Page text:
What an extraordinary night. A Republican politician restraining another. The would-be speaker confronting the man who’d just blocked him.
And a former president calling into the chamber. All of it caught by the cameras inside House of Representatives.
Last-minute deals, angry faces, gatherings of rebels, all captured like modern-day Old Masters.
It all unfolded as the politicians gathered for their 14th vote in four days to elect a speaker – the second in line to the US presidency.
Republican leader Kevin McCarthy thought he had it in the bag this time.
He’d offered so many concessions to the small cohort of ultra-conservative Republicans who’d blocked him for days.
He’d promised them plum, hugely influential committee positions, and promised to change the rules governing his stability. That, he hoped had would get their vote.
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His concessions pulled most of these Trumpian disrupters in.
But then a shock. Matt Gaetz, the maverick, controversial conservative wasn’t playing ball.
Despite enthusiastically referring to Mr McCarthy as “speaker-elect” on Fox News hours earlier, and saying he was “running out of things to ask McCarthy for”, Mr Gaetz didn’t vote for him. Ever-eager for the limelight?
Mr McCarthy lost. He marched to confront Mr Gaetz. They looked angry. Then from behind, another congressman approached. Republican Mike Rogers, with a few words of his own for Mr Gaetz before being restrained by another.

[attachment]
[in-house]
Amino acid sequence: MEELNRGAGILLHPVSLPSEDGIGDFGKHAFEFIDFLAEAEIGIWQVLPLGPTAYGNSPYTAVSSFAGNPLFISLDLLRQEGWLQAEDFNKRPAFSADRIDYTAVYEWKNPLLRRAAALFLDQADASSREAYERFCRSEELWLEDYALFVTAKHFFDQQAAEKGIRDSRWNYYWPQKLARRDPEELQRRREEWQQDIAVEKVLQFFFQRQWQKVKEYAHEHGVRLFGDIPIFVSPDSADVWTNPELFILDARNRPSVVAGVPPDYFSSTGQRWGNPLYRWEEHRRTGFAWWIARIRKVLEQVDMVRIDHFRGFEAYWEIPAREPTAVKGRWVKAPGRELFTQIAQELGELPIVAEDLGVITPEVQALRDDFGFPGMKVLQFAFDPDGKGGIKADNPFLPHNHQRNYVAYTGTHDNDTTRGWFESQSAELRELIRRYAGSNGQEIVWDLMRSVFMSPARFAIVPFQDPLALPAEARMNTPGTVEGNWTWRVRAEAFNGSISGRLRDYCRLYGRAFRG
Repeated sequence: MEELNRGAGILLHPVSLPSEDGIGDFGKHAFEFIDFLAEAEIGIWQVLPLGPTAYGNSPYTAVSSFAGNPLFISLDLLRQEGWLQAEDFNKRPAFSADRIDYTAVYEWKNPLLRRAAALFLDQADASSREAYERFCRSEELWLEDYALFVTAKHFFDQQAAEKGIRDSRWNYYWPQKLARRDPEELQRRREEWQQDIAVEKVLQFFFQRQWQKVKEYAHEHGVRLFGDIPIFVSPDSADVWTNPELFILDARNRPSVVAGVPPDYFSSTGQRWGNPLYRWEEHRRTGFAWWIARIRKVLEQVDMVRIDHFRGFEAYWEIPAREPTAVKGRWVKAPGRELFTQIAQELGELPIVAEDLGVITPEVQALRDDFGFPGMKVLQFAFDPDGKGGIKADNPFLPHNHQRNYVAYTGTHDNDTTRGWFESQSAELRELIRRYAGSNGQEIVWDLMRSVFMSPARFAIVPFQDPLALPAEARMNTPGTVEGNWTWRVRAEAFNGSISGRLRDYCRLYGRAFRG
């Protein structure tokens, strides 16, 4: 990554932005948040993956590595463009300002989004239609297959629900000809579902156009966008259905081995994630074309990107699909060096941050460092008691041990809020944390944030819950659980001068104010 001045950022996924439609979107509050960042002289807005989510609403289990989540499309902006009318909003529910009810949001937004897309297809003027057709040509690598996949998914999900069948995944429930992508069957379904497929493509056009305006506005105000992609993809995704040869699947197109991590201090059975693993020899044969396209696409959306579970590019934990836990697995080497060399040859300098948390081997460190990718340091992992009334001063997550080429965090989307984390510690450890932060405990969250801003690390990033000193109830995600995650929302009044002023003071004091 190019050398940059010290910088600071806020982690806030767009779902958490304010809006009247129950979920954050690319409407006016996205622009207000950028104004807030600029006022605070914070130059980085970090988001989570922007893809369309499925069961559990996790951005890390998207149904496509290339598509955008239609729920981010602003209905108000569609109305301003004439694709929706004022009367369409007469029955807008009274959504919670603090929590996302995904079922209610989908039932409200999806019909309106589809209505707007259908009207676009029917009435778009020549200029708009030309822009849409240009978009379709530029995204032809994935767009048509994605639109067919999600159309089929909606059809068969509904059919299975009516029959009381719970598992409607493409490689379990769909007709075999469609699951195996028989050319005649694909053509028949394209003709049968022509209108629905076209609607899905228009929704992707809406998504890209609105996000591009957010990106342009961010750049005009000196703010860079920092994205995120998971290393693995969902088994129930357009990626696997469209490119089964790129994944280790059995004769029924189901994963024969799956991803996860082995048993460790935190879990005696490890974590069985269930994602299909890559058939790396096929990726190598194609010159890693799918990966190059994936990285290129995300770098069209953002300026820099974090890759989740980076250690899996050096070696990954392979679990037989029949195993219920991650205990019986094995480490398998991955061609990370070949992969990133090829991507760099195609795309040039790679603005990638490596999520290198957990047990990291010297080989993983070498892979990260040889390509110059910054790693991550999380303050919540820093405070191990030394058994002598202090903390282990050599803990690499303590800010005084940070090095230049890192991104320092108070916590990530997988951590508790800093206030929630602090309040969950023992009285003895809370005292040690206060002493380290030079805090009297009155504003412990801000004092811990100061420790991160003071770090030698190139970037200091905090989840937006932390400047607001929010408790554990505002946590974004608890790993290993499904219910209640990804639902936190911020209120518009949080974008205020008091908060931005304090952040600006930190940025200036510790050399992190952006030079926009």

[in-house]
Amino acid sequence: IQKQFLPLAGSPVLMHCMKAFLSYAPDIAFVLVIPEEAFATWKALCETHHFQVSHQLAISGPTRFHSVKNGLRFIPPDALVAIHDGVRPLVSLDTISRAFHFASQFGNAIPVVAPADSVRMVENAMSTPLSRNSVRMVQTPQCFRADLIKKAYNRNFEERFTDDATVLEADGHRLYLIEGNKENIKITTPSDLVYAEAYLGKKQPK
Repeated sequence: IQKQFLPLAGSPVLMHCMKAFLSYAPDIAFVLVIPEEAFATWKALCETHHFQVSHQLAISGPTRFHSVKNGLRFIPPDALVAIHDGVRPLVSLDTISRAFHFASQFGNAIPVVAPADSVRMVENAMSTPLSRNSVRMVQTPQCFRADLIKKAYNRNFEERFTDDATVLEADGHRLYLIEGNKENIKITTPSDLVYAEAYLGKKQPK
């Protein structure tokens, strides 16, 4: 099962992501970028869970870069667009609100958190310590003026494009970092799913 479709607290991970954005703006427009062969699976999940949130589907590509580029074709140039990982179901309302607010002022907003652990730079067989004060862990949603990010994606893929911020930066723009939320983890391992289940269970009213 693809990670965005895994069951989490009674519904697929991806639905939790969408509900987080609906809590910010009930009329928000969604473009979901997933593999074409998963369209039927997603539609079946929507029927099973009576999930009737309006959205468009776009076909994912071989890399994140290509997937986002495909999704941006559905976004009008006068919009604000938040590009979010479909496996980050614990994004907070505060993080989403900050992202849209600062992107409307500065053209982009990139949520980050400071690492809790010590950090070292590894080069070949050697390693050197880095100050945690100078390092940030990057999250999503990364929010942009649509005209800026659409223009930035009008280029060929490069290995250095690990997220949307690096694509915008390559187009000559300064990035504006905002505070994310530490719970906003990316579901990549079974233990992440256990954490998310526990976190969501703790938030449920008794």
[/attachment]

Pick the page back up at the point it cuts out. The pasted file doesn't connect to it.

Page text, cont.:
The cameras captured it all.
This is today’s Republican Party. And on January 6th it turns out, the anniversary of an insurrection which was fostered by some of these people.
A few yards away, another politician – conspiracy theorist, QAnon supporter and congresswomen Marjorie Taylor Green, controversial even within her own party, was holding her phone out, a call active. On the screen, the initials DT.
Donald Trump – still pulling the strings, or doing his very best to. His team say he was on the phone to several politicians in the chamber, including Mr Gaetz.
His divisive politics enabled this fringe group of ultra-conservatives, who are now disrupting on their own.
For four days Mr McCarthy had capitulated to their fringe demands. They get to call the shots because the Republican majority is so tiny.
It looked like it was all over for Mr McCarthy, for the week at least.
But then the man who had voted “no” moments earlier had suddenly changed his mind.
Mr Gaetz and Mr McCarthy shook hands. Deals done, a democratic compromise? Or desperate Republican infighting which will put Mr McCarthy as Speaker in a straitjacket, the least powerful speaker in years, unable to govern, beholden to his own far right.
It’s said that Kevin McCarthy had always wanted this job.
His fans say he’s a true conservative. Not hardline but robust and fair. His detractors say he’s always put power and politics ahead of democracy and the American people.
The truth, maybe, is that he will be what those who got him over the line want him to be. He’s their man now.